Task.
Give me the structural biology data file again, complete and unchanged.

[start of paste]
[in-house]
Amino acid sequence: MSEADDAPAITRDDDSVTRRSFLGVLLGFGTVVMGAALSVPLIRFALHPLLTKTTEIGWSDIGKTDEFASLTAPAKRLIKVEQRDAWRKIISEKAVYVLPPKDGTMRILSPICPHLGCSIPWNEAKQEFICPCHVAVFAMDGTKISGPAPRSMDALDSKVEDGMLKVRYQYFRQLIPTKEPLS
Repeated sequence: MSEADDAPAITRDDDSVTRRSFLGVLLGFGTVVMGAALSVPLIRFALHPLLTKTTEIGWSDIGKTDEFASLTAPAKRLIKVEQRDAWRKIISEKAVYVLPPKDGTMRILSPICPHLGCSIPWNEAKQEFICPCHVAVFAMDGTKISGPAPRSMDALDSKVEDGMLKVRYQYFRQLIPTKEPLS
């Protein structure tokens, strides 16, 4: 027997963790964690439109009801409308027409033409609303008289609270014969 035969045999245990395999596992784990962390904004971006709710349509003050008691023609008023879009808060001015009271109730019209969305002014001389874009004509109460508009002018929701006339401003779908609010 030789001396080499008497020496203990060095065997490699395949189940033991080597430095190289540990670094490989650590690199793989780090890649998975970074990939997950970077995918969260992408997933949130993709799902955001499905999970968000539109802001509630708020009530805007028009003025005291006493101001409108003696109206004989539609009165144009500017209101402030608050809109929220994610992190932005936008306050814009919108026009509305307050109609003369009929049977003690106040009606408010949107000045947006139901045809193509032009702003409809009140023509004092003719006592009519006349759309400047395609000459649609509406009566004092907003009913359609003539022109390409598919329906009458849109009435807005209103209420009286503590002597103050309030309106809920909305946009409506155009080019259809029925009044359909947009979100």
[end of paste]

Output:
[in-house]
Amino acid sequence: MSEADDAPAITRDDDSVTRRSFLGVLLGFGTVVMGAALSVPLIRFALHPLLTKTTEIGWSDIGKTDEFASLTAPAKRLIKVEQRDAWRKIISEKAVYVLPPKDGTMRILSPICPHLGCSIPWNEAKQEFICPCHVAVFAMDGTKISGPAPRSMDALDSKVEDGMLKVRYQYFRQLIPTKEPLS
Repeated sequence: MSEADDAPAITRDDDSVTRRSFLGVLLGFGTVVMGAALSVPLIRFALHPLLTKTTEIGWSDIGKTDEFASLTAPAKRLIKVEQRDAWRKIISEKAVYVLPPKDGTMRILSPICPHLGCSIPWNEAKQEFICPCHVAVFAMDGTKISGPAPRSMDALDSKVEDGMLKVRYQYFRQLIPTKEPLS
């Protein structure tokens, strides 16, 4: 027997963790964690439109009801409308027409033409609303008289609270014969 035969045999245990395999596992784990962390904004971006709710349509003050008691023609008023879009808060001015009271109730019209969305002014001389874009004509109460508009002018929701006339401003779908609010 030789001396080499008497020496203990060095065997490699395949189940033991080597430095190289540990670094490989650590690199793989780090890649998975970074990939997950970077995918969260992408997933949130993709799902955001499905999970968000539109802001509630708020009530805007028009003025005291006493101001409108003696109206004989539609009165144009500017209101402030608050809109929220994610992190932005936008306050814009919108026009509305307050109609003369009929049977003690106040009606408010949107000045947006139901045809193509032009702003409809009140023509004092003719006592009519006349759309400047395609000459649609509406009566004092907003009913359609003539022109390409598919329906009458849109009435807005209103209420009286503590002597103050309030309106809920909305946009409506155009080019259809029925009044359909947009979100």